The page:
The Politics of Good and Evil will offer you the opportunity to examine what political psychologists have learned about good and evil and how it is manifested in the political world over time. Why is it that some people are willing to risk their lives to help others while others commit terrible and horrific acts? You will consider the important ethical question, "How should I live?" while examining your own personal life choices and experiences as you seek to answer that question for yourself.
The Politics of Good and Evil is a year-long academic program that will provide you with the opportunity to fulfill two graduation requirements:
During the Fall 2014 semester, you will take FYW 1168: The First World War (which fulfills the first-year writing intensive seminar graduation requirement). You will explore the "First Great War," as well as how the underlying imperialism and political entanglements led to the start of the war. You will understand how war itself impacted society and culture in Europe, the United States and the rest of the world.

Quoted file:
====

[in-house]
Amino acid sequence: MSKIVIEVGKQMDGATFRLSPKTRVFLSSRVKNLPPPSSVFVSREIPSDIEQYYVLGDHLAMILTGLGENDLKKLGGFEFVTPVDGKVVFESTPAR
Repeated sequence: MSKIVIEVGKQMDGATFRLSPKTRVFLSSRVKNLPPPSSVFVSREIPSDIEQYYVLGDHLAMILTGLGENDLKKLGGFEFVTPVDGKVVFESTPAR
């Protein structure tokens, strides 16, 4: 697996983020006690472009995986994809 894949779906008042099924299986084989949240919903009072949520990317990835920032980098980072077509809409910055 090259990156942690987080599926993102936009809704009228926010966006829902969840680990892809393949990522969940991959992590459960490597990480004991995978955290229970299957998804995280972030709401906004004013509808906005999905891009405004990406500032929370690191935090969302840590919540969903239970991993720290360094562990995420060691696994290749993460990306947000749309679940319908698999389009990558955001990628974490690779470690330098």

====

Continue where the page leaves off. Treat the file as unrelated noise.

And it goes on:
- During the Spring 2015 semester, you will take FYS 1131: The Politics of Good and Evil (which fulfills the first-year seminar graduation requirement) and will be oriented to the discussion of the ethical/moral requirements for human behavior. You will be exposed to the psychological, social, and political uderpinnings of terrorism, genocide, torture, and mass killings. You will also investigate how emotions and the perceptions of threat ultimately lead to a willingness to violate individuals' basic rights and civil liberties while discovering the factors that contribute to heroic and altruistic behavior.
Engaging Politics Beyond the Classroom
The Politics of Good and Evil will offer you with the opportunity to witness the "real world" impact of good and evil. You may take a trip to visit one of the United States Holocaust Museum's traveling exhibits or witness the important impact of activism through your exposure to such organizations as the End Genocide Action Summit. Visit the nearby Upstate History Museum or the American Legion War Museum in downtown Greenville to see how national and international events had an impact locally.